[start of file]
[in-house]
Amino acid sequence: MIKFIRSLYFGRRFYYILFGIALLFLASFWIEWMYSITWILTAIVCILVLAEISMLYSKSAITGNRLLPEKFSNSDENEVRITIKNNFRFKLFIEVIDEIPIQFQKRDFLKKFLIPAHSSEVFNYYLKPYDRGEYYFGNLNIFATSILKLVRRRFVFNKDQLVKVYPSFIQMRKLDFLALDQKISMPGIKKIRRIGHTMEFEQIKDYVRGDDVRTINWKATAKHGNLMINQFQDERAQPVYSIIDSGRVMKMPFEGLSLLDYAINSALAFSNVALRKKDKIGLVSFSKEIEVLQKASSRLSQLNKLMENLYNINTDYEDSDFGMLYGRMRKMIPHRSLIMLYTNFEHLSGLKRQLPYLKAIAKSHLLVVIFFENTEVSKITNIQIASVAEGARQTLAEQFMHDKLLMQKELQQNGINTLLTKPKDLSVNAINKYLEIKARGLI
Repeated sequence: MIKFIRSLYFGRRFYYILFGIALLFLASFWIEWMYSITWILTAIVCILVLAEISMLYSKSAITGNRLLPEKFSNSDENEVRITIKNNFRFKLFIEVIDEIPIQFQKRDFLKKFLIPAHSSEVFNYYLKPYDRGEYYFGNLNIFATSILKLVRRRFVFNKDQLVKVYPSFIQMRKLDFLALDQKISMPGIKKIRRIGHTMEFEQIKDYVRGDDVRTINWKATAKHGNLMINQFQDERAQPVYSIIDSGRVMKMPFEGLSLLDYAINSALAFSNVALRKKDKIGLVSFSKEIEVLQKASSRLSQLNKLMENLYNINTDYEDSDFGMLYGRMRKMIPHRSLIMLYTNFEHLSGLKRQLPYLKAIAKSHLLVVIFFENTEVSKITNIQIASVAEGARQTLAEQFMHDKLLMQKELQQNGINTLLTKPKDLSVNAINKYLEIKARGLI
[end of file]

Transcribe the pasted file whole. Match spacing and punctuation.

[in-house]
Amino acid sequence: MIKFIRSLYFGRRFYYILFGIALLFLASFWIEWMYSITWILTAIVCILVLAEISMLYSKSAITGNRLLPEKFSNSDENEVRITIKNNFRFKLFIEVIDEIPIQFQKRDFLKKFLIPAHSSEVFNYYLKPYDRGEYYFGNLNIFATSILKLVRRRFVFNKDQLVKVYPSFIQMRKLDFLALDQKISMPGIKKIRRIGHTMEFEQIKDYVRGDDVRTINWKATAKHGNLMINQFQDERAQPVYSIIDSGRVMKMPFEGLSLLDYAINSALAFSNVALRKKDKIGLVSFSKEIEVLQKASSRLSQLNKLMENLYNINTDYEDSDFGMLYGRMRKMIPHRSLIMLYTNFEHLSGLKRQLPYLKAIAKSHLLVVIFFENTEVSKITNIQIASVAEGARQTLAEQFMHDKLLMQKELQQNGINTLLTKPKDLSVNAINKYLEIKARGLI
Repeated sequence: MIKFIRSLYFGRRFYYILFGIALLFLASFWIEWMYSITWILTAIVCILVLAEISMLYSKSAITGNRLLPEKFSNSDENEVRITIKNNFRFKLFIEVIDEIPIQFQKRDFLKKFLIPAHSSEVFNYYLKPYDRGEYYFGNLNIFATSILKLVRRRFVFNKDQLVKVYPSFIQMRKLDFLALDQKISMPGIKKIRRIGHTMEFEQIKDYVRGDDVRTINWKATAKHGNLMINQFQDERAQPVYSIIDSGRVMKMPFEGLSLLDYAINSALAFSNVALRKKDKIGLVSFSKEIEVLQKASSRLSQLNKLMENLYNINTDYEDSDFGMLYGRMRKMIPHRSLIMLYTNFEHLSGLKRQLPYLKAIAKSHLLVVIFFENTEVSKITNIQIASVAEGARQTLAEQFMHDKLLMQKELQQNGINTLLTKPKDLSVNAINKYLEIKARGLI